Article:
Investment View: Tesco lost US revolution but will live to fight again

Even though it is pumping money into its UK stores, Tesco is still more profitable than both its main quoted UK rivals
Click to follow
The Independent Online


Our view Hold

Price 339.6p (+2.15p)

There was nothing easy for Tesco about the American grocery market, and its failing US operation has hung around for so long it's no longer fresh. But it seems to have taken Philip Clarke quite a while to realise Fresh & Easy, the US chain based in California, Arizona and Nevada, is past its sell-by date.

The decision to offload it, even at a loss, will buy the embattled chief executive some time in the City, which has been urging the world's third biggest retailer to cut its losses at the US chain for quite a while now.

Tim Mason, the man who was running it, will also be seeking fresh employment. Before we kick Mr Mason, it's worth remembering that he was the man in charge of the wildly successful Club Card scheme at launch and behind the famous "every little helps" slogan.

Mr Clarke is running out of turbulent priests to rid himself of at a time when he still has fires burning in other parts of the empire.

Regulatory changes in Korea will deprive the group of £100m or so annually; then there are the dowdy UK stores. My personal experience of these – as a mobility impaired consumer – speaks to the problems Tesco is having in its home market.

I was left hanging around in some discomfort while various people tried to work out what to do with me. At a Sainsbury not two miles away the smiling man on the door offered multiple mobility options, and urged me to seek him out if I needed any more help.

An isolated incident? Maybe, but isolated incidents mount up, and can spread across social media like wildfire, badly damaging brands in the process.

Then there's the growing threat from Aldi, the German discounter which is busily gobbling up market share. Discounters are going to continue to do well in austerity Britain, and it isn't yet clear that any of the British-owned supermarket groups have the answer to them.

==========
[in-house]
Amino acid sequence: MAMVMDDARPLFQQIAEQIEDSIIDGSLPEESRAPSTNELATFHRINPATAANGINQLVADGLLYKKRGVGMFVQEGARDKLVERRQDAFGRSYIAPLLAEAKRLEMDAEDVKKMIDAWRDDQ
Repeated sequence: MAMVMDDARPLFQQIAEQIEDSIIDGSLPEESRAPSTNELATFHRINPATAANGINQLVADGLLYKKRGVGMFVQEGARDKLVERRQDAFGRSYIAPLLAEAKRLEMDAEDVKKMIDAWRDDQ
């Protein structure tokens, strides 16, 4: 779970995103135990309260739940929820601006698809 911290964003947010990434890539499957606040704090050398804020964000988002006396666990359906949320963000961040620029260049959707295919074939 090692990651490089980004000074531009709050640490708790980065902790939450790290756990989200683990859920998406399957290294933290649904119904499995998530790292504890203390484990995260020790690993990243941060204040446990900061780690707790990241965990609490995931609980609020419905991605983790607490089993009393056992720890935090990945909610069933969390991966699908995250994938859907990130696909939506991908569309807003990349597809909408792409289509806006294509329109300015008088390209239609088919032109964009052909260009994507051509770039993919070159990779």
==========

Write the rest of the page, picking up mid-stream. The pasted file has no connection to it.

Is Mr Clarke the right man to get Tesco motoring again or would someone else fare better? That's a question investors are going to have to start asking themselves. Tesco is too good a business to be allowed to drift for too long.

True, the group has not been finding it easy everywhere in the Far East, but there is a lot to like about its businesses in Malaysia and Thailand, and the Korean operation still makes good money. A solid presence in the world's most dynamic regions is not something any of Tesco's rivals have.

Any cash realised from a Fresh & Easy sale can be utilised to invest in that region, while helping to fuel Mr Clarke's plan to revitalise unfriendly UK stores, where his prescription – spending money on staff and training them to look after shoppers – is the right one.

On 20 January, I suggested readers might want to follow legendary US investor Warren Buffett and buy Tesco with the shares at 327p. If you did that you'll be only marginally ahead now, although there's been some dividend income to cheer things up a bit.

The stock trades on 10.4 times forecast earnings for the year to end February, a bit more than Morrison's (10 times), which has problems of its own, but significantly cheaper than the current sector star, Sainsbury. The prospective yield, at 4.6 per cent, is a little ahead of Morrison (4.4 per cent) but less than Sainsbury (5 per cent).

Even though Tesco is pumping money into its UK stores, it is still more profitable than both its main quoted UK rivals with the best forecast operating margin at 5.2 per cent.

If Tesco was firing on all cylinders its shares ought to trade at a substantial premium to those rivals. I'm not yet ready to call time on Mr Clarke, but the clock is ticking, and it will take some good news from somewhere (perhaps a successful Fresh & Easy sale, perhaps a cheery Christmas) to prevent the shares from continuing to drift.

That said, I wouldn't give up on Tesco yet. Hold.